• Munoz-Price LS, Arheart KL, Lubarsky DA, Birnbach DJ. Differential laundering practices of white coats and scrubs among health care professionals. Am J Infect Control. 2013;41(6):565-567.
  • Munoz-Price LS, Arheart KL, Mills JP, et al. Associations between bacterial contamination of health care workers’ hands and contamination of white coats and scrubs. Am J Infect Control. 2012;40(9):e245-e248.
  • Butler DL, Major Y, Bearman G, Edmond MB. Transmission of nosocomial pathogens by white coats: an in-vitro model. J Hosp Infect. 2010;75(2):137-138.
  • Henderson J. The endangered white coat. Clin Infect Dis. 2010;50(7):1073-1074.

Updated November 6, 2014 


What are the AORN recommendations for shoes worn in the perioperative areas?

Perioperative personnel should wear clean shoes that are dedicated for use within the peri-operative area. Shoes worn within the perioperative environment must have closed toes and backs, low heels, and nonskid soles and must meet Occupational Safety and Health Adminis-tration (OSHA) and the health care organization’s safety requirements. Shoe covers or boots must be worn in instances when gross contamination can reasonably be anticipated (eg, orthopedic surgery).

Resources

  • Guideline for surgical attire. In: Guidelines for Perioperative Practice. Denver, CO: AORN, Inc.
  • Occupational exposure to bloodborne pathogens. OSHA Final rule. Fed Regist. 1991;56(235):64004-64182.

Updated November 6, 2014 


What are the AORN recommendations for wearing jewelry in the perioperative areas?

Jewelry (eg, earrings, necklaces, bracelets, rings) that cannot be contained or confined within the scrub attire should not be worn in the semi-restricted or restricted areas. Wearing earrings, watches, and rings was found to increase bacterial counts on skin surfaces both when the jewelry is in place and after its removal. The collective evidence supports the removal of rings, the removal or containment of watches, and the complete covering of ear and nose piercings with a surgical mask or head covering in the surgical setting.

Resources

  • Guideline for surgical attire. In: Guidelines for Perioperative Practice. Denver, CO: AORN, Inc.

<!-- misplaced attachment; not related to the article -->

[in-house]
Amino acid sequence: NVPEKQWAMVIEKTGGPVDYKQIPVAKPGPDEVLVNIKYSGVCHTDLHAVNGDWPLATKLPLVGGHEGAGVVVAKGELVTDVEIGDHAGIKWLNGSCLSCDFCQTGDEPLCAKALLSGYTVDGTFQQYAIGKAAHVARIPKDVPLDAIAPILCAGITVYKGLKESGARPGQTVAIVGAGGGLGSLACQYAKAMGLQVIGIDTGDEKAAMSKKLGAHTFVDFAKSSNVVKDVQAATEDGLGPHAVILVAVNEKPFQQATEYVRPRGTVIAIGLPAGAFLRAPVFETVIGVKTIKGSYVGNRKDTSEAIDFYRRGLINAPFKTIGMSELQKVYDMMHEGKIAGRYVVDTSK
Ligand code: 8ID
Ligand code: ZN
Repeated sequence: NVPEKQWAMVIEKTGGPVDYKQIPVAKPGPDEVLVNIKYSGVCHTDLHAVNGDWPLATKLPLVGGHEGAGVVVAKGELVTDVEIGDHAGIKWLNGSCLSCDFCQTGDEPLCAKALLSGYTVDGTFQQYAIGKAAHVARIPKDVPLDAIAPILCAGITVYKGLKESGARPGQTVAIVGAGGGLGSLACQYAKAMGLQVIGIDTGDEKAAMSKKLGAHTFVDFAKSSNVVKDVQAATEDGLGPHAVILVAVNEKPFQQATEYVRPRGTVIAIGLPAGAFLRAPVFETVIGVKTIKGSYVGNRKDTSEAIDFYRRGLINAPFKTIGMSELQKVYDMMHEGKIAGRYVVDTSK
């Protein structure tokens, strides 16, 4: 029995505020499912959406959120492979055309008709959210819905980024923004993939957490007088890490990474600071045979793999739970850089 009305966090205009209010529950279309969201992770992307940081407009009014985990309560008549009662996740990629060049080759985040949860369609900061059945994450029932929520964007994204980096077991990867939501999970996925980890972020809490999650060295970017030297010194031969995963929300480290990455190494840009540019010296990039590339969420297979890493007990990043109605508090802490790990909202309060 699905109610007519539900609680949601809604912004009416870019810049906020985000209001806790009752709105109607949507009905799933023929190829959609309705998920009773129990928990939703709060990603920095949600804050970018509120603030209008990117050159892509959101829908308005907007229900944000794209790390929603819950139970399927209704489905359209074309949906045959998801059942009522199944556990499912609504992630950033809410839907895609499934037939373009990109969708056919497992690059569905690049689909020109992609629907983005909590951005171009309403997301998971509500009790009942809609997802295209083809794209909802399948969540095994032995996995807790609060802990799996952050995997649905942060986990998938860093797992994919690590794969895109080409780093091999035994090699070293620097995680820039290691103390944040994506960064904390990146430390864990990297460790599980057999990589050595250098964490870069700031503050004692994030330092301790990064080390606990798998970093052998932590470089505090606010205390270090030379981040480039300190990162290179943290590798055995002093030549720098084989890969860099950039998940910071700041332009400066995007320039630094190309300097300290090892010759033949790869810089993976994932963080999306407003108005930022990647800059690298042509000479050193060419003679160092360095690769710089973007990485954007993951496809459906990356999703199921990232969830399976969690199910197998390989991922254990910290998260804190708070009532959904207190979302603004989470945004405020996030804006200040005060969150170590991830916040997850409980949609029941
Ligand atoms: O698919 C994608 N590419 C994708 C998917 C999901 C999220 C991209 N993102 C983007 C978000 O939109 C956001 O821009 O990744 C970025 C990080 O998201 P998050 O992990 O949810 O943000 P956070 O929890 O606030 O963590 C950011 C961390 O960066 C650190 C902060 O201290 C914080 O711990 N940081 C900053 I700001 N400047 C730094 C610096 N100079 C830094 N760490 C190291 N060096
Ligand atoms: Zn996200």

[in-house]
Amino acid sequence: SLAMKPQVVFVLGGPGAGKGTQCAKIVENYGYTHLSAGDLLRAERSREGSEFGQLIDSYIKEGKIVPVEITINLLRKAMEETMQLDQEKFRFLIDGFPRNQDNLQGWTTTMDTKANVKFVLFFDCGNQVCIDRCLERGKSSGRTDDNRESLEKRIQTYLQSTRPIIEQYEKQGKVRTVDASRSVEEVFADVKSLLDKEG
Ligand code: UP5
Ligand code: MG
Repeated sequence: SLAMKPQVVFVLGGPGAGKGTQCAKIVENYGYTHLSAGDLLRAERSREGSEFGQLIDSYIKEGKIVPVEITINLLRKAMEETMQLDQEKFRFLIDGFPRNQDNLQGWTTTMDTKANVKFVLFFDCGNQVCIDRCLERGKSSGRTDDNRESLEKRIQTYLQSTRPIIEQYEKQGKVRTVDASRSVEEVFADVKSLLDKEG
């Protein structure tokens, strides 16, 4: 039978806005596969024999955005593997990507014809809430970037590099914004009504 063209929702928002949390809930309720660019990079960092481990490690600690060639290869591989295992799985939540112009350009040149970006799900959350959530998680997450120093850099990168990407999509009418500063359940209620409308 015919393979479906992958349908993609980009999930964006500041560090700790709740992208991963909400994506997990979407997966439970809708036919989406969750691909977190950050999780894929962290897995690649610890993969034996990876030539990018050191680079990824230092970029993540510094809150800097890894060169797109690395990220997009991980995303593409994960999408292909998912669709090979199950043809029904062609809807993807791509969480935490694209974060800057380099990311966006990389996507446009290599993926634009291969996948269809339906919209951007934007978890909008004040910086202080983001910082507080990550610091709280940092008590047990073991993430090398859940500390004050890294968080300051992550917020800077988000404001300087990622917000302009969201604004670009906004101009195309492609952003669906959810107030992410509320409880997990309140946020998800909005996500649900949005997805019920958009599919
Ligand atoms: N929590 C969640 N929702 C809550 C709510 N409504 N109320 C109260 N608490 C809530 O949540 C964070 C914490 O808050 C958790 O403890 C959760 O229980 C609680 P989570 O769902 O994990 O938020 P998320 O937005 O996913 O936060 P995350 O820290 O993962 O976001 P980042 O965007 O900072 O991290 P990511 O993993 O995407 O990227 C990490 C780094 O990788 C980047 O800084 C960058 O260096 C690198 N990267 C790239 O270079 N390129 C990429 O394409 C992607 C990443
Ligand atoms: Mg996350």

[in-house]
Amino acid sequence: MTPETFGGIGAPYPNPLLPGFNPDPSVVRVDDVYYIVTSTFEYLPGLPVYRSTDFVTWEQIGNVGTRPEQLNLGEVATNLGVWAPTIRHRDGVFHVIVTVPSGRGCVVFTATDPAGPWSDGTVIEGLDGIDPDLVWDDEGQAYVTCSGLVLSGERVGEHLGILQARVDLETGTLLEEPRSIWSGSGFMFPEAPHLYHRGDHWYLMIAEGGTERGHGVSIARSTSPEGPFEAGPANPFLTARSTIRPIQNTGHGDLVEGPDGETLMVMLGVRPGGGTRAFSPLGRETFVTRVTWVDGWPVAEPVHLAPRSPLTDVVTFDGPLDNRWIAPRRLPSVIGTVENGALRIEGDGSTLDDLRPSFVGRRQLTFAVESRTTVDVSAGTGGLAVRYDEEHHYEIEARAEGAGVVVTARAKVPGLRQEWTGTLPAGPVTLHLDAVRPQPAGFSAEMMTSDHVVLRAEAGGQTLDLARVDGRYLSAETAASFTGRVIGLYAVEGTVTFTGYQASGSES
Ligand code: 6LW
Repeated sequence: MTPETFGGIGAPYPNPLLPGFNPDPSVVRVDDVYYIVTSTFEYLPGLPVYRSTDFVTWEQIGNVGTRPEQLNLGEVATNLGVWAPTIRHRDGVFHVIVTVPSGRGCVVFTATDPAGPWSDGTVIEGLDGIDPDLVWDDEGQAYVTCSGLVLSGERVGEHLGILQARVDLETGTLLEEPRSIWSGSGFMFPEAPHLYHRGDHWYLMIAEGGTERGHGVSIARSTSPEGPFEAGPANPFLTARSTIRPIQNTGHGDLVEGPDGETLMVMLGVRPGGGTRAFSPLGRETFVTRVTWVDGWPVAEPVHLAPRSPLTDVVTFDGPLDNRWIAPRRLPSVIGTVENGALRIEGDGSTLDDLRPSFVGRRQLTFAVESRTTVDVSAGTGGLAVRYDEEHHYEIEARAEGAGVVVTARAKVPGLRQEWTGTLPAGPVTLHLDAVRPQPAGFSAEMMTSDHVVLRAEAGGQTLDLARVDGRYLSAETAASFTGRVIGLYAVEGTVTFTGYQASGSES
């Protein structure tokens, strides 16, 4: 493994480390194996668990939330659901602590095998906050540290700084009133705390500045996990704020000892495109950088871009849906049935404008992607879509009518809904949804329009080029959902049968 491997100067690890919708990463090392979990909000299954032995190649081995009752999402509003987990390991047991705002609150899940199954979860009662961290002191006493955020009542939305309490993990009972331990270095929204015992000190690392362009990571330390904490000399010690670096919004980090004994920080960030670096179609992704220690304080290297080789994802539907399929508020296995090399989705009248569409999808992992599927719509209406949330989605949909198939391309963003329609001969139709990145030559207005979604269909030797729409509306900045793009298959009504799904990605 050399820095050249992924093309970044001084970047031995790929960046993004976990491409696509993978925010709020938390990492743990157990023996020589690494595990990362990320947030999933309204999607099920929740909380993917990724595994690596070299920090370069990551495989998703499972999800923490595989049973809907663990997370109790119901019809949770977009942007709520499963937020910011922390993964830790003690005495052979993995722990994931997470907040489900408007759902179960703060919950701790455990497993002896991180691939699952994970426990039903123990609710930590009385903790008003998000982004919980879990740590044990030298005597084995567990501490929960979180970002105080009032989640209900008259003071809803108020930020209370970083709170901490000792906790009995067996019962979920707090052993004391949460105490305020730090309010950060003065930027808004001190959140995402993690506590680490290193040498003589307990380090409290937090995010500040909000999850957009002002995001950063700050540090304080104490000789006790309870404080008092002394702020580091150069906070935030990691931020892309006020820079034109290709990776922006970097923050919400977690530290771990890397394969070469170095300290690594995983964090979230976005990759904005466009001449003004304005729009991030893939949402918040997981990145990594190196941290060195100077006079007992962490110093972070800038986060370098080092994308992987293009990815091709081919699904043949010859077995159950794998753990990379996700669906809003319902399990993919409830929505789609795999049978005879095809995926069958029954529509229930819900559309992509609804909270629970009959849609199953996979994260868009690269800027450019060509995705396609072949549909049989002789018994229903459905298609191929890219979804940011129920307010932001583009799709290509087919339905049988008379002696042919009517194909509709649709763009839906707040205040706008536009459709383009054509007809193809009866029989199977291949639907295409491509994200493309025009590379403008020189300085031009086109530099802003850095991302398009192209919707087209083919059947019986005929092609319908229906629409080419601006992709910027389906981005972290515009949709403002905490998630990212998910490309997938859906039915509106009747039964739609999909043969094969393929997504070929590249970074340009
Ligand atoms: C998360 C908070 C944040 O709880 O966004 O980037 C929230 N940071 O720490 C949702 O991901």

• Saxena S, Singh T, Agarwal H, Mehta G, Dutta R. Bacterial colonization of rings and cell phones carried by health-care providers: are these mobile bacterial zoos in the hospital? Trop Doct. 2011;41(2):116-118.
  • Bartlett GE, Pollard TC, Bowker KE, Bannister GC. Effect of jewelry on surface bacterial counts of operating theatres. J Hosp Infect. 2002;52(1):68-70.
  • Field EA, McGowan P, Pearce PK, Martin MV. Rings and watches: should they be removed prior to operative dental procedures? J Dent. 1996;24(1-2):65-69.
  • Kelsall NKR, Griggs RKL, Bowker KE, Bannister GC. Should finger rings be removed prior to scrubbing for theatre? J Hosp Infect. 2006;62(4):450-452.
  • Jeans AR, Moore J, Nicol C, Bates C, Read RC. Wristwatch use and hospital-acquired infection. J Hosp Infect. 2010;74(1):16-21.
  • Salisbury DM, Hutfilz P, Treen LM, Bollin GE, Gautam S. The effect of rings on microbial load of health care workers’ hands. Am J Infect Control. 1997;25(1):24-27.
  • Khodavaisy S, Nabili M, Davari B, Vahedi M. Evaluation of bacterial and fungal contamination in the health care workers’ hands and rings in the intensive care unit. J Prev Med Hyg. 2011;52(4):215-218.

Updated November 6, 2014 


What are the AORN recommendations for briefcases and personal items taken into the perioperative areas?

Briefcases, backpacks, and other personal items that are taken into the semi-restricted or restricted areas should be cleaned with a low-level disinfectant and should not be placed on the floor. Items brought into the OR, such as briefcases, backpacks, and other personal items, may be difficult to clean and may harbor pathogens, dust, and bacteria.